Dr. Elizabeth Teisberg asked a room full of business executives gathered Wednesday at Connecticut Business and Industry Association’s annual meeting to imagine a health care system that is results driven and physician led.
While the health care debate in this country and this state centers around insurance coverage and access, Teisberg, co-author of Redefining Health Care concluded, “It’s not about who pays, it’s about the structure of care.” She said if everyone was focused on improving people’s health outcomes, then everyone could afford to be in the system.
She said she’s not an advocate for one payment system—single-payer versus employer sponsored insurance plan—over another, however, in order to achieve equity and efficiency in the health care system everyone needs to be included.
As she sees it, if the medical delivery structure isn’t focused on value and measured outcomes, then it doesn’t matter who is paying.
“How we pay comes after how we do it,” she said.
She pointed out a Sept. 26 article from Bloomberg news where a coal company was paying for the best medical clinic in the country to perform surgeries for its employees and their families and was saving money doing it. According to the article, “The coal producer says it has found an unconventional way to cut health costs: Seek out the nation’s best care and give workers incentives to use it.”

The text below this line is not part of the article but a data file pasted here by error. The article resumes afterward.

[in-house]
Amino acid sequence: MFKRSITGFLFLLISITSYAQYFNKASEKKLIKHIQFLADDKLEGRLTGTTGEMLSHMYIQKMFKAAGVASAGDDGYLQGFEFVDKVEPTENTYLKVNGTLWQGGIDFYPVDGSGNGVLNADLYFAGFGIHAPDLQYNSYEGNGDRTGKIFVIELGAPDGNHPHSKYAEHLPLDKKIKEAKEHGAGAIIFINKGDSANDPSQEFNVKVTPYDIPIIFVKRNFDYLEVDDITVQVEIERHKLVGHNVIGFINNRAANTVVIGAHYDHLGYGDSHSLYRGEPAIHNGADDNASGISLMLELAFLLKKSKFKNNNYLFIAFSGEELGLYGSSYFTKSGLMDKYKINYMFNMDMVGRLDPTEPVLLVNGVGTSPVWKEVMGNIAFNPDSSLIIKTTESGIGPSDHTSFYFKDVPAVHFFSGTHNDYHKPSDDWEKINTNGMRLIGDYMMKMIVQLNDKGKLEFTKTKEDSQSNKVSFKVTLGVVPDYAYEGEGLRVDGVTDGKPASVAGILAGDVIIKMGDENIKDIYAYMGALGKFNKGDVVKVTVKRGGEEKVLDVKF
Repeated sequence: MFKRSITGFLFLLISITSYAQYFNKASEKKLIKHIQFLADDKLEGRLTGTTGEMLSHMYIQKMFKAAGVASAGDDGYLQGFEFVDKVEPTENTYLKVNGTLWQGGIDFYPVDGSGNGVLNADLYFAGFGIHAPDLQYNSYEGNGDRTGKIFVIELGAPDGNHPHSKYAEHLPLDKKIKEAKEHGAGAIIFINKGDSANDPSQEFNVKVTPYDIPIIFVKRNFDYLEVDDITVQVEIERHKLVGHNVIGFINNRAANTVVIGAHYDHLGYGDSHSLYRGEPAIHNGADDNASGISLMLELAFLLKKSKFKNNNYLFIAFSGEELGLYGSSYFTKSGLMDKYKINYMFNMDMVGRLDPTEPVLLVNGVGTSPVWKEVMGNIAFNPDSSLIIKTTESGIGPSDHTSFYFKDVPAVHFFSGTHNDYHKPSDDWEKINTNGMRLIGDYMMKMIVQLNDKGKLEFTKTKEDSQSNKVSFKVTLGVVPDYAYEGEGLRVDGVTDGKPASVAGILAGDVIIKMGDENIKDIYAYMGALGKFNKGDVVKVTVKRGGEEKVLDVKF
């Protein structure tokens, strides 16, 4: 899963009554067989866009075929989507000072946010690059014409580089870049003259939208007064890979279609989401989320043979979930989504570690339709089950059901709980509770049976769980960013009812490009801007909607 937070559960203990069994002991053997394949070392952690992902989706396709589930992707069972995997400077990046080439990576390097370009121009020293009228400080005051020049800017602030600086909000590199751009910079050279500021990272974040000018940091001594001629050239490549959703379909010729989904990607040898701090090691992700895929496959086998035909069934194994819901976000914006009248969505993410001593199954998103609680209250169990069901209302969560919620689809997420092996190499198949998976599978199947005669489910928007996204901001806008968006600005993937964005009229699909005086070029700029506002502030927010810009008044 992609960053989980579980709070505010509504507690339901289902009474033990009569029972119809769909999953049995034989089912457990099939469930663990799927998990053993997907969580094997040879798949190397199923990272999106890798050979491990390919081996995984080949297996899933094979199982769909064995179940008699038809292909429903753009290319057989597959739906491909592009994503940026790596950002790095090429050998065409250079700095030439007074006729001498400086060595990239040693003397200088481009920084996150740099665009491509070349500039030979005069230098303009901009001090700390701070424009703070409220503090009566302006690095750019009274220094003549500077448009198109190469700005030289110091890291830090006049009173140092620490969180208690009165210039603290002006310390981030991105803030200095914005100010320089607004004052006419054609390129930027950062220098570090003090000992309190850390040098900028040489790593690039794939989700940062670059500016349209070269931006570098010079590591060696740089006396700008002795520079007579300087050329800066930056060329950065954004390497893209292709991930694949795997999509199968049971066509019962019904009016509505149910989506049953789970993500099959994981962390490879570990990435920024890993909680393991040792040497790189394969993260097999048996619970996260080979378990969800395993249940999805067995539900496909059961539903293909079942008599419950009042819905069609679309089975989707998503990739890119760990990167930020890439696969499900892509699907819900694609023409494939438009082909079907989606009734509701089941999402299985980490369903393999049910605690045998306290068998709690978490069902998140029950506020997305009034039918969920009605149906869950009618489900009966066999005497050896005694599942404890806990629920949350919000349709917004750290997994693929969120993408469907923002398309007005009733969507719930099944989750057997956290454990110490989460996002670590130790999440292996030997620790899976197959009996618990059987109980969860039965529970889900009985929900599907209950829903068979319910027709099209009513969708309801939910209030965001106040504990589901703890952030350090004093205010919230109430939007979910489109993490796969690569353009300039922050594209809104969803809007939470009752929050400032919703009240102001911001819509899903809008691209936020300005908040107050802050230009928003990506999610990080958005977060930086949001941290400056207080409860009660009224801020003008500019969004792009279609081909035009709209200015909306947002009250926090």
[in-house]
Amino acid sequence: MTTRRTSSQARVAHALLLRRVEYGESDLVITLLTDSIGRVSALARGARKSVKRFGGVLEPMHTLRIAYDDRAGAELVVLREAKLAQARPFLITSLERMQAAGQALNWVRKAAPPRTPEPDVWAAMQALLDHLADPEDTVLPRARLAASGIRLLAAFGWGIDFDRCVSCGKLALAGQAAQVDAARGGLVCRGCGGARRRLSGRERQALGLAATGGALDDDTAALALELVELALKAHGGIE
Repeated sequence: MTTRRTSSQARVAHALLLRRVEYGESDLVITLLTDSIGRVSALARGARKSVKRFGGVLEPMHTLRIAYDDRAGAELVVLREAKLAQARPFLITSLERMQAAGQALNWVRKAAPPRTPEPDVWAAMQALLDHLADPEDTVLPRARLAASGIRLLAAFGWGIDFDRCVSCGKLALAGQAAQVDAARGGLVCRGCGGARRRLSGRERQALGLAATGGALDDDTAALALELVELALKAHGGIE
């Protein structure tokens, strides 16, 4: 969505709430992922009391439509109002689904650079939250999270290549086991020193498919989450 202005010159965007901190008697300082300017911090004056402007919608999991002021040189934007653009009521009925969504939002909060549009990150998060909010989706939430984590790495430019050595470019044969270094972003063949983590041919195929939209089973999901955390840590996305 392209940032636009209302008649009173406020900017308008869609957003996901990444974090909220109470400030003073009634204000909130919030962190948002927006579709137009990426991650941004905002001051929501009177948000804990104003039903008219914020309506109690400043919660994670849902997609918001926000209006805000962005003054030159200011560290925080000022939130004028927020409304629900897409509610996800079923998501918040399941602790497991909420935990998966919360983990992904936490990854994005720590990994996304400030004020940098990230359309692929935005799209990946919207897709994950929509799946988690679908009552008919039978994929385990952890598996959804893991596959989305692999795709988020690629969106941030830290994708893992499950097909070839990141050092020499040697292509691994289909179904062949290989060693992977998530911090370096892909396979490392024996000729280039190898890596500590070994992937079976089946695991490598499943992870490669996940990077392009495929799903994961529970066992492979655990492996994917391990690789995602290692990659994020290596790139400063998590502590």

“Altruism is not required to get this started,” Teisberg said. “If we just get the momentum going we can have a health care system that’s about health and care.”
Eric George, associate counsel for CBIA, said after listening to Teisberg’s speech Wednesday he agreed “this should not be a zero sum game.” He said rather than arguing about who pays “we should be looking to get more out of the system.”
Tom Swan, chairman of Health First Authority and executive director of Connecticut Citizens Action Group, said “throwing more money at our existing system would not result in the health care we want.” He said he agrees with a lot of what Teisberg had to say Wednesday, especially when she pointed out that in order to achieve equity and efficiency everyone needs to be in the system.
Some of the value elements, such as coordination of care across medical disciplines, is something Swan believes will be recommended by the Health First Authority in its report to the legislature due out at the end of December. He said there will also be a Primary Care Case Management pilot program as an alternative to Medicaid Managed Care model. He said many people are excited about PCCM because it centers around a primary care physician who is in charge of coordinating the care for its patients.
To learn more about PCCM visit the Connecticut Health Policy Project Web site.